New West Teachers Celebrate Making BC History…
104-year-old Margaret Brunette of New Westminster spoke about her experience of one of the earliest teacher’s strikes in BC.
“Uncivilized” to stand up for fair pay: The year 84 remarkable teachers took a stand
It’s the 100th anniversary of the BC Teachers’ Federation this year – and New Westminster teachers are celebrating the significant role they played in the province’s history of working people.
Together with the New Westminster Teachers Union, the B.C. Labour Heritage Centre unveiled a bronze plaque at New Westminster Secondary School (NWSS) last week, the fifth in a series that commemorates milestones in the achievement of full collective bargaining rights for B.C. teachers.
104-year-old New Westminster resident Margaret Brunette helped bring to life vivid memories of what it was like for her family to be on the groundbreaking teacher’s strike in 1921.
Brunette, a former librarian and guest speaker at the NWSS event, didn’t mince words about the ‘ill-informed and sometimes ugly attitudes’ of the day when it came to achieving workers’ rights.
Brunette explained that this was a time when women were not only expected to wear hats and gloves to work – but when people were also instructed not to talk about their salaries.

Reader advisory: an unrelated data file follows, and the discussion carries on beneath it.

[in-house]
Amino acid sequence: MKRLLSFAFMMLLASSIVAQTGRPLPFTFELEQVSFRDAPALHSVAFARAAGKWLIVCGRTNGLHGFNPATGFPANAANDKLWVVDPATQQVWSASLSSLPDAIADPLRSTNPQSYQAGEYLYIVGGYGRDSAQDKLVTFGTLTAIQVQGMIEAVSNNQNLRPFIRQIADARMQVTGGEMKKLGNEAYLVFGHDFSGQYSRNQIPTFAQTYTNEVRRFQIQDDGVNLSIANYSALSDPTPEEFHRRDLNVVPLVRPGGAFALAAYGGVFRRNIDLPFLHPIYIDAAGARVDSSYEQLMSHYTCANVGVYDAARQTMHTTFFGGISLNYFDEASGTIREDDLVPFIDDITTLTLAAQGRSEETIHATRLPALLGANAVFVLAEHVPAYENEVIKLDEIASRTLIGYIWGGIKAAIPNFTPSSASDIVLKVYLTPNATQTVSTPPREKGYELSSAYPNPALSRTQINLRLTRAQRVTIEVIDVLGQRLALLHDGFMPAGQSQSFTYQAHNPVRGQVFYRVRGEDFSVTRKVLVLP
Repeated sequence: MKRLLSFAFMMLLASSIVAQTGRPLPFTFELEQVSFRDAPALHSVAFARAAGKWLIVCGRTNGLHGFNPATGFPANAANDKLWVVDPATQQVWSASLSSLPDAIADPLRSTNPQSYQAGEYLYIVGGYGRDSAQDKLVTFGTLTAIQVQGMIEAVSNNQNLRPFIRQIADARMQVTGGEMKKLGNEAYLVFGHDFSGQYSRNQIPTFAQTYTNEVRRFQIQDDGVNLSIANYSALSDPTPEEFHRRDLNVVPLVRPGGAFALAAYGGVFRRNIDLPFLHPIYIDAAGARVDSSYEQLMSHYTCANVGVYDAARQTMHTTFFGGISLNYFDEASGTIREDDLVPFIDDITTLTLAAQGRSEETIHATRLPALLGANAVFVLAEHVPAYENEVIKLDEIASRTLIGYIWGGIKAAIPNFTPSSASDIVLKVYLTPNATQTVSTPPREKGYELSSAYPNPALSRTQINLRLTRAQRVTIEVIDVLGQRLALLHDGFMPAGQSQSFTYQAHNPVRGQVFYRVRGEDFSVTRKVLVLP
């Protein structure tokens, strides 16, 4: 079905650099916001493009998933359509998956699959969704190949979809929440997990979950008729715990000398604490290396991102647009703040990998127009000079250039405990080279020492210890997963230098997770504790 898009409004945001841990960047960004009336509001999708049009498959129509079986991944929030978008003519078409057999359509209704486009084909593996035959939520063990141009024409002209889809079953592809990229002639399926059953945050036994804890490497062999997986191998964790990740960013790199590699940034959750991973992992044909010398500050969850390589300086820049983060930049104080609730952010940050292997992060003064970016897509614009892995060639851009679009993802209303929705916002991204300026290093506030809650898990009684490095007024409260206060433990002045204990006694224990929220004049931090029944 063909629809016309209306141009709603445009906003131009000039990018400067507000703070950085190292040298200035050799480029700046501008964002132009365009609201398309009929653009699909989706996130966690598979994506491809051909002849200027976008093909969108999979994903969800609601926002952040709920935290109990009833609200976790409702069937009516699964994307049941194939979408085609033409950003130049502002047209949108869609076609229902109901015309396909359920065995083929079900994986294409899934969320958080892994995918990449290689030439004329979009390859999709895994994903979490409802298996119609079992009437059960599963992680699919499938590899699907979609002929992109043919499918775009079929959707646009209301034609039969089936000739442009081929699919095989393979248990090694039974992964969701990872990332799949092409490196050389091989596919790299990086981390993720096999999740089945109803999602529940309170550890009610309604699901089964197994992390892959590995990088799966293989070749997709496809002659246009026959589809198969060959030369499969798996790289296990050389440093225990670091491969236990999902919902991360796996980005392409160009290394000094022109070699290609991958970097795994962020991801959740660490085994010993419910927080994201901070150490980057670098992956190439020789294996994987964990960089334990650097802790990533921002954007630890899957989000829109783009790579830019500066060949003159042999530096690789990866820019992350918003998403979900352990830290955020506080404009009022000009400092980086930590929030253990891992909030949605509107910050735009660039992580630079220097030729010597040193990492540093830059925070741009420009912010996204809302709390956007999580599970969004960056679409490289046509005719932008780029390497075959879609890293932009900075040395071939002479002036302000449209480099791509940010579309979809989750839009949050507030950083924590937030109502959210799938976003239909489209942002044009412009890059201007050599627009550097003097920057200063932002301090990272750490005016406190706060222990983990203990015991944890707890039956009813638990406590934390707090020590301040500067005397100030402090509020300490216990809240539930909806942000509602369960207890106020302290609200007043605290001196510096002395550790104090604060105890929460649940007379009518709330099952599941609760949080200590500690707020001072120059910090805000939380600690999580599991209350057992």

In fact, low pay for teachers in New Westminster became the source of conflict for her father and fellow teachers in 1921. As writer Jan Nicol explained, in 1921 there was no legal framework for teachers to negotiate their pay. Instead, salaries were arbitrarily set on an individual basis by the local school board – with no reference to education or experience.
When the board refused to meet and negotiate an incremental pay grid, teachers took action. Only two years earlier, Victoria teachers in 1919 had launched the first teacher strike in Canada, also in protest of low wages.
A five-day strike and a major step for working rights for BC teachers..
On Monday, February 14, 1921, school was out in New Westminster for 3,000 students.
Only two teachers showed up for work. Doors were locked. Students from one of the city’s two high schools paraded downtown on a ‘sympathy strike.” And tensions rose.
The board sent each teacher a letter with an ultimatum: failure to report for work by Thursday would mean the recipient had resigned and the position was vacant. In fact, the New Westminster teachers had enough resources and support from teacher locals across BC and Canada – and could stay off the job for six months.
By Friday, mounting public pressure led to negotiations, an agreement to binding arbitration of a settlement, the recognition of the New Westminster Teachers’ Association as a legitimate bargaining agent for teachers in the district – and a return to work. No punishment was meted out and the teachers met the board’s request to add 15 minutes to each school day to make up for lost time.
As writer Jan Nicol summed it, the “illegal” walk-out by 84 remarkable teachers marked an important step in BC’s labour history toward full bargaining rights for BC teachers.
Moreover, the fact that issues continued to drag on after the strike and throughout 1921 led to to the election of more sympathetic board in the elections of January 1922.
Brunette noted that a result of her father’s involvement in one of the earliest teacher strikes in the province, when she was seven years old, was a backlash of anger from neighbours.